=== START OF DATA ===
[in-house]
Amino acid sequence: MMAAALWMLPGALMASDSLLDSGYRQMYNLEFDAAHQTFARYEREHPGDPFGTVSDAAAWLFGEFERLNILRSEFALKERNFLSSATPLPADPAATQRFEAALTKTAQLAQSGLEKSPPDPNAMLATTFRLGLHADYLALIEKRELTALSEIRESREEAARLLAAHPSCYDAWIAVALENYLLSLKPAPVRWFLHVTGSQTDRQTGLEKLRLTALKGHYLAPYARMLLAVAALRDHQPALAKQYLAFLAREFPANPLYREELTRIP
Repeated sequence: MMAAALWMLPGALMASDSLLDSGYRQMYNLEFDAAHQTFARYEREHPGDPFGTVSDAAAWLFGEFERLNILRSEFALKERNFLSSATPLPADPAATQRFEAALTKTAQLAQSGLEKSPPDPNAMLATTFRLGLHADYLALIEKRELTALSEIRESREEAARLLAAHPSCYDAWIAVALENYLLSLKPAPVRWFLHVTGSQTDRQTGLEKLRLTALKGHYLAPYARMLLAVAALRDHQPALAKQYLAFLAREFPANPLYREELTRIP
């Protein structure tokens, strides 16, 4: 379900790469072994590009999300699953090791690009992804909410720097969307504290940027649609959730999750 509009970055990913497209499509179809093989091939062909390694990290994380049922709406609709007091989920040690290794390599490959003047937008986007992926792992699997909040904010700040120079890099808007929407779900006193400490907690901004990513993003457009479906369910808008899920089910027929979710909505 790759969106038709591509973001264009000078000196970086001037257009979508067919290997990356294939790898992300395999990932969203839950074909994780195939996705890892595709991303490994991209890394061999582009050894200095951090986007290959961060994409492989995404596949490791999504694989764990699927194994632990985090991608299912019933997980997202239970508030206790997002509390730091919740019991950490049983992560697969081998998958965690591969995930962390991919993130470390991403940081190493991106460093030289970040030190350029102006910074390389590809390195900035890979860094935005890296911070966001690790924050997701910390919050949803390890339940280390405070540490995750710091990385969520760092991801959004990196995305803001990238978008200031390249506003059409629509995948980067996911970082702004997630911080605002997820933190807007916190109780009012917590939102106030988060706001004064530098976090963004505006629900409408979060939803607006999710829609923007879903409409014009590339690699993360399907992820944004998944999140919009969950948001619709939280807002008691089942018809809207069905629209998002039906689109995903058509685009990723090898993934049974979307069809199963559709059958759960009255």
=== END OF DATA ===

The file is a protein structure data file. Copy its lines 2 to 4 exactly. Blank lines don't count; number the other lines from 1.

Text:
Amino acid sequence: MMAAALWMLPGALMASDSLLDSGYRQMYNLEFDAAHQTFARYEREHPGDPFGTVSDAAAWLFGEFERLNILRSEFALKERNFLSSATPLPADPAATQRFEAALTKTAQLAQSGLEKSPPDPNAMLATTFRLGLHADYLALIEKRELTALSEIRESREEAARLLAAHPSCYDAWIAVALENYLLSLKPAPVRWFLHVTGSQTDRQTGLEKLRLTALKGHYLAPYARMLLAVAALRDHQPALAKQYLAFLAREFPANPLYREELTRIP
Repeated sequence: MMAAALWMLPGALMASDSLLDSGYRQMYNLEFDAAHQTFARYEREHPGDPFGTVSDAAAWLFGEFERLNILRSEFALKERNFLSSATPLPADPAATQRFEAALTKTAQLAQSGLEKSPPDPNAMLATTFRLGLHADYLALIEKRELTALSEIRESREEAARLLAAHPSCYDAWIAVALENYLLSLKPAPVRWFLHVTGSQTDRQTGLEKLRLTALKGHYLAPYARMLLAVAALRDHQPALAKQYLAFLAREFPANPLYREELTRIP
């Protein structure tokens, strides 16, 4: 379900790469072994590009999300699953090791690009992804909410720097969307504290940027649609959730999750 509009970055990913497209499509179809093989091939062909390694990290994380049922709406609709007091989920040690290794390599490959003047937008986007992926792992699997909040904010700040120079890099808007929407779900006193400490907690901004990513993003457009479906369910808008899920089910027929979710909505 790759969106038709591509973001264009000078000196970086001037257009979508067919290997990356294939790898992300395999990932969203839950074909994780195939996705890892595709991303490994991209890394061999582009050894200095951090986007290959961060994409492989995404596949490791999504694989764990699927194994632990985090991608299912019933997980997202239970508030206790997002509390730091919740019991950490049983992560697969081998998958965690591969995930962390991919993130470390991403940081190493991106460093030289970040030190350029102006910074390389590809390195900035890979860094935005890296911070966001690790924050997701910390919050949803390890339940280390405070540490995750710091990385969520760092991801959004990196995305803001990238978008200031390249506003059409629509995948980067996911970082702004997630911080605002997820933190807007916190109780009012917590939102106030988060706001004064530098976090963004505006629900409408979060939803607006999710829609923007879903409409014009590339690699993360399907992820944004998944999140919009969950948001619709939280807002008691089942018809809207069905629209998002039906689109995903058509685009990723090898993934049974979307069809199963559709059958759960009255």